After a while, the cold started to penetrate through my thin clothing, so I got up and walked around a bit, to see if I could find anything to use as a cover. I tried breaking some of the tall grass off, but it was way to tough to brake, and there was nothing else. so I returned to the tree, and started to tear away the loose bark. I laid back down, and covered the whole of my lower body with huge pieces of pine park, then settled back down. I actually grew warmer, and dozed off into a light sleep.
I dozed, with one ear open. I could hear coyotes not far away, and the stalking coyote came to mind. Then a mouse came to visit, so I whacked the area with my stick, and he vanished again. This happened several times. I felt fairly safe from bison, tucked as I was between the huge trunks, at least they wouldn’t walk right onto me, so I wondered about grizzlies. I figured that my chance of getting hit by a car in the middle of the desert, was probably greater than the chance of a grizzly finding me, so I relaxed, and realized that I wasn’t scared, not even a little bit. Somehow it just felt so right. Slowly, I drifted off too sleep.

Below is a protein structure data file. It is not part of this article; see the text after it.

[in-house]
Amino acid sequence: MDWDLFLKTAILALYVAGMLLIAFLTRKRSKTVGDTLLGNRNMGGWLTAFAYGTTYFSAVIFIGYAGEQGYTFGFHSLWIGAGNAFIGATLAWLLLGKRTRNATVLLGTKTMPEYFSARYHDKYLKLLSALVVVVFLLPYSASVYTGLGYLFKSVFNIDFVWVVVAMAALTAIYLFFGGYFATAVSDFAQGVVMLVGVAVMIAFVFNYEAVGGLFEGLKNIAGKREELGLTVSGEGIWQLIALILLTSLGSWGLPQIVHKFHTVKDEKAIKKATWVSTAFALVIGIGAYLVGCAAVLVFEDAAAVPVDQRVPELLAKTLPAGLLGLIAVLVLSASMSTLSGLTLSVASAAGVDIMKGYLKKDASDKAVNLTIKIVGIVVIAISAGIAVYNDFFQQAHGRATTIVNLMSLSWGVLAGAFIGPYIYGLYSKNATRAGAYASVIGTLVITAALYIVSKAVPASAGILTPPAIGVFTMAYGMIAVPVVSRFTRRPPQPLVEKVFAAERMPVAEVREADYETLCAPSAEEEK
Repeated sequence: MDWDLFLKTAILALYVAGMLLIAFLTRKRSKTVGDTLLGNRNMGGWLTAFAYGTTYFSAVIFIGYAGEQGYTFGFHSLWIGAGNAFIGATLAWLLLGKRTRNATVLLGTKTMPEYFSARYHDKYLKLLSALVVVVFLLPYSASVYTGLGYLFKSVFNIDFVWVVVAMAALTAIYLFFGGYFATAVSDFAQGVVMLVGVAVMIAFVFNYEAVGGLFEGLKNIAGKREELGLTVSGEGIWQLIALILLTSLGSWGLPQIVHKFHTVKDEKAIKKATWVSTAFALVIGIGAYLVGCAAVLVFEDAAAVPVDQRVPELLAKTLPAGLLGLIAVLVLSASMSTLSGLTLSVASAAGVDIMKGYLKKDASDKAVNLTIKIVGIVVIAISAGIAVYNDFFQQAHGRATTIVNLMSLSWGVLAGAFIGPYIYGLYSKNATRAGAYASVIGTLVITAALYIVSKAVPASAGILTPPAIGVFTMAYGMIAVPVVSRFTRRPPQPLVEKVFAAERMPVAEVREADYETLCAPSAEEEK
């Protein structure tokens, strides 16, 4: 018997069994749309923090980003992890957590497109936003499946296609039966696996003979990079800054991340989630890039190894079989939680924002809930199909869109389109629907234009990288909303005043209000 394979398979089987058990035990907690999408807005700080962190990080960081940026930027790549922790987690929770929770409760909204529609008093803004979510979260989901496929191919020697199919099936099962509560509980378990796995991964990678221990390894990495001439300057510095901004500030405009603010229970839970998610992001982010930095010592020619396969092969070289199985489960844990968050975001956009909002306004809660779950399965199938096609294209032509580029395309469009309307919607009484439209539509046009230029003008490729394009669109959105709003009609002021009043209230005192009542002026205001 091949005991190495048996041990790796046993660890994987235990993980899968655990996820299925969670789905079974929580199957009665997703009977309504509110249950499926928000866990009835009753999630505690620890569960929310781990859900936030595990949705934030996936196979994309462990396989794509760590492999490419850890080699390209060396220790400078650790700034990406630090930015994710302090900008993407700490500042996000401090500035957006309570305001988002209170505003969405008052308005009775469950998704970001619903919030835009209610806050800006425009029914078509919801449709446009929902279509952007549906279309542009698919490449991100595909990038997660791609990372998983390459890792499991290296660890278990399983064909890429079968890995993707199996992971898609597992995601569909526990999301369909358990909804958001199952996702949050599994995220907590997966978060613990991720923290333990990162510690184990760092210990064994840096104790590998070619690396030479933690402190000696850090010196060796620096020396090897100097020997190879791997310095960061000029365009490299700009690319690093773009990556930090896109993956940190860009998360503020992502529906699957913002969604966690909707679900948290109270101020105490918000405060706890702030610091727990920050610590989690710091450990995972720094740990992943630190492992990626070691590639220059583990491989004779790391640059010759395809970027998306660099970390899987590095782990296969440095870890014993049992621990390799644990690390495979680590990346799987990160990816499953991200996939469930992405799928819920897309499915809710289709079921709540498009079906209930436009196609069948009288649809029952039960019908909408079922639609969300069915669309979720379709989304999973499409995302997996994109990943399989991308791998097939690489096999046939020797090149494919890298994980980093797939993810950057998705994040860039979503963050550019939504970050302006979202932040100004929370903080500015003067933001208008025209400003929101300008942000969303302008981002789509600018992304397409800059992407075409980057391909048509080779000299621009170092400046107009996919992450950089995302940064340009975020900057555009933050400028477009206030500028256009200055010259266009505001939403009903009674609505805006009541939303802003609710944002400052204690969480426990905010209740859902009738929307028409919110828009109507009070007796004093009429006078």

Every time I woke to chase the mouse away, I noticed that the branches above were decorated with a new set of constellations, then I would drift off again.
I decided to quit and return to camp when the temperatures really started to plummet, and my toes were turning numb. I considered stuffing the toilet paper in my shoes to see if that would help, but I doubted it really. I decided it was time to go back, in case Joe was getting concerned.
I brushed off, checked for bison best I could, and walked out.
Joe wasn’t worried exactly, but said I’d been gone longer than he expected. I climbed into the vehicle, and snuggled under the soft sleeping bag. I think I might have been able to survive the night out there, but my down bag sure was welcoming after having a bed and blanket made from pine tree bark.
I have no idea what time it was when I returned to camp, or how long I’d been out there. I’d say at least a couple of hours, maybe three, judging by the constellations.
In the morning, I pulled all the grubs and bugs out of my hair, and wasn’t any worse for wear – ha ha – Just kidding about the grubs, there weren’t any at all. ha ha.
I suppose most of you will think I’m a very weird person for doing what I did, but I value my independence and like to test my ability to face unforeseen circumstances occasionally. I think it’s a good thing to put oneself in an awkward predicament on occasion, test ones mettle so to speak. It’s a way of gaining experience, improving survival skills, conquering fear, learning how much we can take, and toughening up a bit. I don’t want to become one of those women who falls to pieces under difficult circumstances. So I keep on doing things that are just beyond my skill level, and comfort zone. I think it keeps me on my toes a bit, and I think it’s a good thing to do. And besides, it’s fun…
Anyhow, that’s all for now,
Until next time…
50-years-old, and still willing to test her mettle (well, a bit), Homeless Gal (ha ha).